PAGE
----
Thursday, October 16, 2008
There has been a lot of talk in Santa Monica about this Proposition T, billed as way to reduce traffic in Santa Monica. Also known as RIFT, Residents Initiative to Fight Traffic. It sounds great at first, especially when the proponents leave out the details, which I feel is largely how it got on the ballot in the first place. I first heard of it when a petitioner outside the Co-Op Grocery Market was asking people if they hated and traffic, and if so sign this paper to put . I declined to sign but took home a flier about it. As soon as I read the brief description I already smelled trouble.
The basic premise is the assumption that all commercial activity creates traffic, so lets put a cap on commercial development. However the devil is in the details. What's at work here is moving the blame for traffic congestion from too much automobile dependence to having too much economic activity. Though this prop is billed as anti-traffic, it actually does nothing to address existing traffic problems, and does not address transit issues at all.
This Prop T is misguided and bad on a number of levels, many of which effect cyclists and pedestrians specifically. This measure excludes hospitals, schools, and government buildings, but it makes no distinction between different types of commercial development. It assumes all of it is bad. Mixed use developments, which reduce frequency of car trips by intermingling small businesses integrated into and near residential areas, making them easier to walk and bike to, would be stopped dead in their tracks. Mixed use development and transit oriented developments (building at or near adjacent public transit corridors) are essential components of creating livable cities. This prevention of mixed development runs completely contradictory to the LUCE document the city has been working on with real traffic solutions modeled after the livable streets movement.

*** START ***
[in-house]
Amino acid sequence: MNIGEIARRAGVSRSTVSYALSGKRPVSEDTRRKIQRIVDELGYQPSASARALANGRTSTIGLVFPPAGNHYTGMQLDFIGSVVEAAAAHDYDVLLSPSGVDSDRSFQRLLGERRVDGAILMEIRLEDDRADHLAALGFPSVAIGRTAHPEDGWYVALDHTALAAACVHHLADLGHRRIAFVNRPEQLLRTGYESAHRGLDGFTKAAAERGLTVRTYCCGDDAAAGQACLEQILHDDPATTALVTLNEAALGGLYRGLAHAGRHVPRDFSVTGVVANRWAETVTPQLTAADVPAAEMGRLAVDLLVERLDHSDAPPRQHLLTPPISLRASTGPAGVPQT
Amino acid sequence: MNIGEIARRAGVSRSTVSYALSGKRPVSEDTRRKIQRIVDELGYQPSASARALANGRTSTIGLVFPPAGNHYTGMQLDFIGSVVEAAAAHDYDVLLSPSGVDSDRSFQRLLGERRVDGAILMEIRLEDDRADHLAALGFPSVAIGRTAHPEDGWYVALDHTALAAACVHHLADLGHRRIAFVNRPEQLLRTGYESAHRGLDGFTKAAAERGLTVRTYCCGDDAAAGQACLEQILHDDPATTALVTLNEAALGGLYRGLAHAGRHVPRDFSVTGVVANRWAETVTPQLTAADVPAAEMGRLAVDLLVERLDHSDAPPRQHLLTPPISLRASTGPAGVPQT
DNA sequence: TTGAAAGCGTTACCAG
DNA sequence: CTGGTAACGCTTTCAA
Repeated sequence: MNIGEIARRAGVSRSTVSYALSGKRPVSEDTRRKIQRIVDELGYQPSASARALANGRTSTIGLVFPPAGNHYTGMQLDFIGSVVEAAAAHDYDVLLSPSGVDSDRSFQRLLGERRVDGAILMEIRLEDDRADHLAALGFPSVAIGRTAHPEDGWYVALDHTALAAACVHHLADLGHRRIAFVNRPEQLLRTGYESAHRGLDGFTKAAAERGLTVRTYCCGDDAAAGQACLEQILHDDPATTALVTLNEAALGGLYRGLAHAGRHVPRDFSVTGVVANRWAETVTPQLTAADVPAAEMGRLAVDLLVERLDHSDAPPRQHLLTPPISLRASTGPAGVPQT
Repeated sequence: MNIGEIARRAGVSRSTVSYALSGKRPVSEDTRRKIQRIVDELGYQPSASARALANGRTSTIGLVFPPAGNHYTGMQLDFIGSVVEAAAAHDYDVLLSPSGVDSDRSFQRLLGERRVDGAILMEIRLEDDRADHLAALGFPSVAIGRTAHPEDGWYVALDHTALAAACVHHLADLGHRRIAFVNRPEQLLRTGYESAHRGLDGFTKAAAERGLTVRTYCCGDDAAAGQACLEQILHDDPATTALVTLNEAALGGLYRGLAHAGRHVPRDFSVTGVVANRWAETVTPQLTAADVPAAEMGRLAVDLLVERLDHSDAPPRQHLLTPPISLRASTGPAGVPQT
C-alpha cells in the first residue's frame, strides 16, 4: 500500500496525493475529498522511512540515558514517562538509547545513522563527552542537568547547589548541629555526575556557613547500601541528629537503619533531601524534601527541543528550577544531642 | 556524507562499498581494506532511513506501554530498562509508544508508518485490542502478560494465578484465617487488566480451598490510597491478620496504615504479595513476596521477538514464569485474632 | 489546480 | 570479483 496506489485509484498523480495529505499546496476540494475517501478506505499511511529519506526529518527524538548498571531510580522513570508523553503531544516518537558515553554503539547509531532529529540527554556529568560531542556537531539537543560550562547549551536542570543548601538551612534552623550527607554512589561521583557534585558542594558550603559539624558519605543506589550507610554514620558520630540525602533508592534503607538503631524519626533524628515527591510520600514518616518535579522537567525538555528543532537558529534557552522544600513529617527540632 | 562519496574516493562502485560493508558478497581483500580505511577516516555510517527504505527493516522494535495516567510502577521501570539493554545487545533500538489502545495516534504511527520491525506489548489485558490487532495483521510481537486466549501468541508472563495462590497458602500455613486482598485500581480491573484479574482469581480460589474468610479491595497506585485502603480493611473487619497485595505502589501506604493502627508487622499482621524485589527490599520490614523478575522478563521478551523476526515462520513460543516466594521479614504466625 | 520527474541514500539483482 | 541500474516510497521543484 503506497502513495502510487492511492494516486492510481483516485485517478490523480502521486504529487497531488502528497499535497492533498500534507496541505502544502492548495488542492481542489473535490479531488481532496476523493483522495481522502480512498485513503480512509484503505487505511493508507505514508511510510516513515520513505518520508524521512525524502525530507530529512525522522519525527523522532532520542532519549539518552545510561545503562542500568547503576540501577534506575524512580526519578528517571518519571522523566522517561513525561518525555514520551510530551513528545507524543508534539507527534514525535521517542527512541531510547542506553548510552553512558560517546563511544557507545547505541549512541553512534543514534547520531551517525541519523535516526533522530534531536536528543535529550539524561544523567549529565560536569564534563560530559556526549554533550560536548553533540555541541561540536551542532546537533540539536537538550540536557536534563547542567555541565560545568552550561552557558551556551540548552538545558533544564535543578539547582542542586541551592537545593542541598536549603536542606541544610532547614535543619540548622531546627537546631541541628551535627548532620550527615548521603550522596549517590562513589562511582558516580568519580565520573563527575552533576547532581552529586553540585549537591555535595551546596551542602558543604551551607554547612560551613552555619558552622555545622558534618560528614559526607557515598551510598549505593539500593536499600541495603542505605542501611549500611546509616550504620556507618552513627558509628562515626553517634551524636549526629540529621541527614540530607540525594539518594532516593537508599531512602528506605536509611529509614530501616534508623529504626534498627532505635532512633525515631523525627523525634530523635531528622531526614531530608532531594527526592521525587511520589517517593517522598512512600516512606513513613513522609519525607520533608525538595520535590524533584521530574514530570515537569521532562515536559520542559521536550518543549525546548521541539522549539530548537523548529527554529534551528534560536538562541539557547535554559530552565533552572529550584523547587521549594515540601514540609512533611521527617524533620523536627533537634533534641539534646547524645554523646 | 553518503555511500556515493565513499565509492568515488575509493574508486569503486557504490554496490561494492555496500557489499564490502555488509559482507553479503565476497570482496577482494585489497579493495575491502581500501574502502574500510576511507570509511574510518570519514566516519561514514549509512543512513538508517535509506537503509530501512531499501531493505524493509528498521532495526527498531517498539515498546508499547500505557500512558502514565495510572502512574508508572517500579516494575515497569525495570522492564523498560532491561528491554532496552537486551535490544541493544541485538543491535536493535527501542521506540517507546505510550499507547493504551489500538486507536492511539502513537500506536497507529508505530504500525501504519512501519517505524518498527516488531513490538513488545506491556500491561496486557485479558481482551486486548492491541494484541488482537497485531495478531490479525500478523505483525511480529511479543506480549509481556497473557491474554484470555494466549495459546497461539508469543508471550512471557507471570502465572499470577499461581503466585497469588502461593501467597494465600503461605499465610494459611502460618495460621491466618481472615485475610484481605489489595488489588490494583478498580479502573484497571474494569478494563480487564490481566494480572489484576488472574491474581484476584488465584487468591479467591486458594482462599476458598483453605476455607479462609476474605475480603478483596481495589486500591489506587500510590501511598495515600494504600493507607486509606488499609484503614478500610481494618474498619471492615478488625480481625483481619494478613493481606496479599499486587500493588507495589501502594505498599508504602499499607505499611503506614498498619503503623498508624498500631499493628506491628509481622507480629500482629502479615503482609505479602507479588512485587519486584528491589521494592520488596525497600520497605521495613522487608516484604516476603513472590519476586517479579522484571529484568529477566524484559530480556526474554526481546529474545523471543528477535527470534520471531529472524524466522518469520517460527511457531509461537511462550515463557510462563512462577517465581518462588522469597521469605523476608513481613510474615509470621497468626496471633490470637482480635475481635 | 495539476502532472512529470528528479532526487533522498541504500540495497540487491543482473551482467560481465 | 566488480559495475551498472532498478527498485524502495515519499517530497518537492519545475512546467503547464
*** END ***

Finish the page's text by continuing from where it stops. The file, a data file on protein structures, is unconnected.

Prop T's assumption that all commercial development is bad is short sighted, and fails to grasp the larger issue of movement of people through a city. Traffic in Santa Monica and Los Angeles generally, is fundamentally a problem of too many cars, and as such reducing automobile dependency should be the focus of any attempt to limit traffic. Not some backwards attempt to stunt the economic activity that makes our city so desirable and successful in the first place. This measure also fails to address existing traffic we already have, which also includes trips to non-commercial attractions like our highly popular beaches.
So Prop T would maybe reduce some car trips to future commercial developments that would be prevented from happening. I have a better idea and one that would effect existing traffic immediately, not some near future maybe scenario. Enforce the Parking Cash-Out law that has been languishing unenforced in our state law since 1992. This law states that businesses which offer subsidized parking real estate by giving their employees free parking are required to offer a rebate for the value of that parking space to any employee who voluntarily gives up their free parking privileges. By offering an incentive for employees and revealing the true cost of these "free" parking spaces, it has the potential to influence workers to consider alternative transit options and car pooling.
I can attest to the power of this parking cash out incentive because I have seen it at work in my own workplace at Sony Computer Entertainment America in Santa Monica. I discovered the law by accident. As I was bike commuting more and more until I no longer used a car at all to go to work, I was still given the shiny reflective seal of approval updated every month for company lot parking privileges. This company lot, shared with other studios was always filled to capacity and would often be valet parked to stuff more cars in there. A company e-mail went out asking that parking spaces that Sony leased from neighboring MTV, be only used by car commuters who drove everyday, due to the cost those additional MTV spots cost the company every month. Then it dawned on me, those parking spaces in this busy business district are worth money. That little reflective card for my car that I never used anymore had untapped economic value.